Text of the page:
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Title:The Role of a "Limited Retinal Search Region" in the Perception of a Visually Stable World
Author(s):Currie, Christopher Byron
Doctoral Committee Chair(s):George McConkie
Department / Program:Psychology
Discipline:Psychology
Degree Granting Institution:University of Illinois at Urbana-Champaign
Degree:Ph.D.
Genre:Dissertation
Subject(s):Psychology, Experimental
Abstract:The proximal stimulus shifts position on our retinae with each saccade, but we perceive our world as stable and continuous, a phenomenon known as visual stability. An intra-saccadic stimulus shift paradigm was used to study this phenomenon. Most theories of visual stability implicitly assume the existence of a mechanism that spatially adjusts perceived locations associated with the retinal array by using, as a parameter, "extra-retinal eye position information" (EEPI), a signal that encodes the size and direction of the saccade. With regard to the detection of intra-saccadic stimulus shifts, this theory predicts that when the size of the intra-saccadic stimulus shift is large enough to overcome the level of noise in the extra-retinal signal (which is a function of the saccade length), the perceptual system will perceive the stimulus to be in a new location after the saccade. Thus, the prediction is that everything else being equal, the size of the saccade will determine the likelihood of detecting a stimulus shift. The results from the experiment reported in this paper challenge this idea. Participants were shown pictures that varied in terms of visual complexity. During a saccade to a pre-determined target object, the entire scene shifted 1.5°. Controlling for saccade length, picture shifts during saccades to large target object were detected less frequently than the same shifts during saccades to small target objects. Moreover, the direction of displacement relative to the saccade also affected detectability. Current extra-retinal based models of visual stability do not predict these results. However, the overall pattern of results is consistent with a new theory of visual stability, the Saccade Target Theory (McConkie & Currie, 1996). Finally, the pattern of results is consistent across scenes that varied in terms of visual complexity. Thus, the Saccade Target Theory is able to account for the detection of intra-saccadic stimulus shifts when the stimulus is both visually simple and visually complex.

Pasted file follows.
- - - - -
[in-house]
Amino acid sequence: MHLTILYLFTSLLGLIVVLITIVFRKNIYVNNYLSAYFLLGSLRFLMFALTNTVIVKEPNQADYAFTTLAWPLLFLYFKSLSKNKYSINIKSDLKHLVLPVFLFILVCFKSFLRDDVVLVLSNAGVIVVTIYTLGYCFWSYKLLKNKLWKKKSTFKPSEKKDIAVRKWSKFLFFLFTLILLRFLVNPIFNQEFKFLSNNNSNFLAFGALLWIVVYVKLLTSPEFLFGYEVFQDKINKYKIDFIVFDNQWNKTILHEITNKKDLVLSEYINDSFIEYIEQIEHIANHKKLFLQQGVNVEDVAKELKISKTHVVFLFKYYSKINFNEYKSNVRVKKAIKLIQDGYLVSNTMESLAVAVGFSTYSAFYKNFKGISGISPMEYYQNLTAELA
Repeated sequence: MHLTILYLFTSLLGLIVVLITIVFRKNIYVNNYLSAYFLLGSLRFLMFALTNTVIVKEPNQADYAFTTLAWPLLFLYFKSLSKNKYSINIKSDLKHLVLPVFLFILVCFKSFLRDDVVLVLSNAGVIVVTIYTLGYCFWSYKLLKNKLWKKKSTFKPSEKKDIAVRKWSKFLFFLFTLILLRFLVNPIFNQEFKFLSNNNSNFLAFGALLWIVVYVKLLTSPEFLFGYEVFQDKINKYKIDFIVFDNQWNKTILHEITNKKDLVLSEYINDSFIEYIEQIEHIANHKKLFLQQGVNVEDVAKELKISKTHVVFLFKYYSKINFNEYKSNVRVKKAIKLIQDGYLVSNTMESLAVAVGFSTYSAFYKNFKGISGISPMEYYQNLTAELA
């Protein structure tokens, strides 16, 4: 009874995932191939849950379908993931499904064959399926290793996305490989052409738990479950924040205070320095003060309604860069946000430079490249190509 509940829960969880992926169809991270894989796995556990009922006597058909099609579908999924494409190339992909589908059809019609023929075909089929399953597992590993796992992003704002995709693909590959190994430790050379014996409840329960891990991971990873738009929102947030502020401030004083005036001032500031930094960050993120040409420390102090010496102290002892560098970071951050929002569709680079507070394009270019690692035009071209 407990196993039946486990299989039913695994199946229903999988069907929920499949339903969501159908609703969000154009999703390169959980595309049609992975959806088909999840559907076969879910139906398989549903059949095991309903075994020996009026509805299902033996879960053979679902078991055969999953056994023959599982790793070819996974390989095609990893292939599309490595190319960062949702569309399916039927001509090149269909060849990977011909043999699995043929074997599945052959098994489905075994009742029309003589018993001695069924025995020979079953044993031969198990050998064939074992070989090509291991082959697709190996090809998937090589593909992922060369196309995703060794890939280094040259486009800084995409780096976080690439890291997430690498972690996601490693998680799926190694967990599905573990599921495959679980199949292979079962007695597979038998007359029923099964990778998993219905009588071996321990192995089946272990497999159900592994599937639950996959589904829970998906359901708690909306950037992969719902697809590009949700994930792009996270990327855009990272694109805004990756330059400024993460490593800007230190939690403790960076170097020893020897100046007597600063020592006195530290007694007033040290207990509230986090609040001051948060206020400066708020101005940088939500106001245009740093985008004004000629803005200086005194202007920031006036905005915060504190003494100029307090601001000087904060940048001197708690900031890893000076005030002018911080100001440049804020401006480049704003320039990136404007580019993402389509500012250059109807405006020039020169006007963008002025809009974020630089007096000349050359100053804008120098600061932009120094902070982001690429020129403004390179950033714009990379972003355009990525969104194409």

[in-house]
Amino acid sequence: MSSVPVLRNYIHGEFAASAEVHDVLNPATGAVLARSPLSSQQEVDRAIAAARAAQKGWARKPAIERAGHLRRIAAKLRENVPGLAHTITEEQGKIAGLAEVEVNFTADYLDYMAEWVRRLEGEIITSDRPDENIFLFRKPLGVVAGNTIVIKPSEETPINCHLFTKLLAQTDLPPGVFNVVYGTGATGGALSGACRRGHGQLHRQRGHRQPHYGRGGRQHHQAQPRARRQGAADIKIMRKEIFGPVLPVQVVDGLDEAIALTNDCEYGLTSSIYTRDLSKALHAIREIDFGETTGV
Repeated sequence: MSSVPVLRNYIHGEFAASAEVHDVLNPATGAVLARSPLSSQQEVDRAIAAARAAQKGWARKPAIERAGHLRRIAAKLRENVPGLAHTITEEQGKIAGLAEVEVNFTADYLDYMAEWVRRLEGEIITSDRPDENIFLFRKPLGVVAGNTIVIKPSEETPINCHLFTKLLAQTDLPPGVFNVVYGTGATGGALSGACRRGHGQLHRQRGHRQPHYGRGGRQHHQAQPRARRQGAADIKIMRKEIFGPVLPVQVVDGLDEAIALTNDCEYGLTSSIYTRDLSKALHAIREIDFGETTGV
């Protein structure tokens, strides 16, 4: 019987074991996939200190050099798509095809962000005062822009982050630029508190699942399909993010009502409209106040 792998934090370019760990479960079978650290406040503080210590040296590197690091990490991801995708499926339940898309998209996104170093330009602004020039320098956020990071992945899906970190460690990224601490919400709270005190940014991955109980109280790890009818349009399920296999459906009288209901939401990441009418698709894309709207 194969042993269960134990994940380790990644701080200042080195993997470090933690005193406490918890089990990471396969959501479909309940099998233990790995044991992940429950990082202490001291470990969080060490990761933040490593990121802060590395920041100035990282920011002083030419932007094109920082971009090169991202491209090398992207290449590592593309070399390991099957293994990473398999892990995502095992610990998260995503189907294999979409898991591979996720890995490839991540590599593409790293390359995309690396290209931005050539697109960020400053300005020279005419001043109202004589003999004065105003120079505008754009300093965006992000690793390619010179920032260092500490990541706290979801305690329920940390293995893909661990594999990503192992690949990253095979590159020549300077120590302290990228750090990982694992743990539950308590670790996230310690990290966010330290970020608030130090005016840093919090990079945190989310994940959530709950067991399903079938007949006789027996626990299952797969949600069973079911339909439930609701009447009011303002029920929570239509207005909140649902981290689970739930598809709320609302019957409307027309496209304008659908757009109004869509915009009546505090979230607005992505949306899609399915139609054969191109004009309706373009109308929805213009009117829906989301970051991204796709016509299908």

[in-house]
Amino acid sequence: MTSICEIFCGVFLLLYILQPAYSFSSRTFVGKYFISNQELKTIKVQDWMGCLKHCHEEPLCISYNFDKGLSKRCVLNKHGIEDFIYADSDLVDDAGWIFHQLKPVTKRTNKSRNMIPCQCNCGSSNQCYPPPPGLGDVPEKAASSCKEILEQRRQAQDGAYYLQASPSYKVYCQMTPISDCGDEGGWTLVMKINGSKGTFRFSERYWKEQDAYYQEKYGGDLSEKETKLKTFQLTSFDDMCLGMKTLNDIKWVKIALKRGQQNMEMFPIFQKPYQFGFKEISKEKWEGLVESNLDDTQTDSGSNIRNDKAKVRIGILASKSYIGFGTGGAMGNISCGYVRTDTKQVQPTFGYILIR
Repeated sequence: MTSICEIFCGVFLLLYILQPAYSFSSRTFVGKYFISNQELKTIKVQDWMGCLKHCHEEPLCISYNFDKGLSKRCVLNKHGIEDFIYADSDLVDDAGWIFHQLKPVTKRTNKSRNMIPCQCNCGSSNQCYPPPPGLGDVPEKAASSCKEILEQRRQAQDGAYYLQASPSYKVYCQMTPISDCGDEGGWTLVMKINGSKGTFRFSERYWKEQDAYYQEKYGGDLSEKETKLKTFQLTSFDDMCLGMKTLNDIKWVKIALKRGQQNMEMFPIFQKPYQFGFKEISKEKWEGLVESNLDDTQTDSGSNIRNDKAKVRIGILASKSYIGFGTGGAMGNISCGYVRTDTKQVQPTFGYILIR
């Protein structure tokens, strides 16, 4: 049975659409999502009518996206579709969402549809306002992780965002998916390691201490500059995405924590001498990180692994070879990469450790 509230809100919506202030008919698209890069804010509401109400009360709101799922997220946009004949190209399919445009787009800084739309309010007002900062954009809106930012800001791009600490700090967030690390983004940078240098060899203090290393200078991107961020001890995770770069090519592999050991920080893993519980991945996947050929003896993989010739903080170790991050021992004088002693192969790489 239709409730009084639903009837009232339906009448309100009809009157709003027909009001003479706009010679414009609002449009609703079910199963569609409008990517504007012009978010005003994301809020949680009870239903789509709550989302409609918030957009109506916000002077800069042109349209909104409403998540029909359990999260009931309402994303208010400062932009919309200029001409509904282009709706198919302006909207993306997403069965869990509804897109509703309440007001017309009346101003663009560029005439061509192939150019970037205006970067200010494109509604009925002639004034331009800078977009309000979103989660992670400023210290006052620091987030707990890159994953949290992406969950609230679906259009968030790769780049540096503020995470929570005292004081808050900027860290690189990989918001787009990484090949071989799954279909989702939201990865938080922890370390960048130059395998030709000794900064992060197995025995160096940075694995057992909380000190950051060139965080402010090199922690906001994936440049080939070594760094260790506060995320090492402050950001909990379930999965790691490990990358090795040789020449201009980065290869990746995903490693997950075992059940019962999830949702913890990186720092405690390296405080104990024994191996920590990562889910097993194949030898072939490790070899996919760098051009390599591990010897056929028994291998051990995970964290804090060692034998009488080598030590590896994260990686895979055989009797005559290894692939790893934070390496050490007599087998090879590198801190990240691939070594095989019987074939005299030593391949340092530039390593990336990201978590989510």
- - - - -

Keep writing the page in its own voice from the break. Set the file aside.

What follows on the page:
Issue Date:2000
Type:Text
Language:English
Description:104 p.
Thesis (Ph.D.)--University of Illinois at Urbana-Champaign, 2000.
URI:http://hdl.handle.net/2142/82301
Other Identifier(s):(MiAaPQ)AAI9955602
Date Available in IDEALS:2015-09-25
Date Deposited:2000


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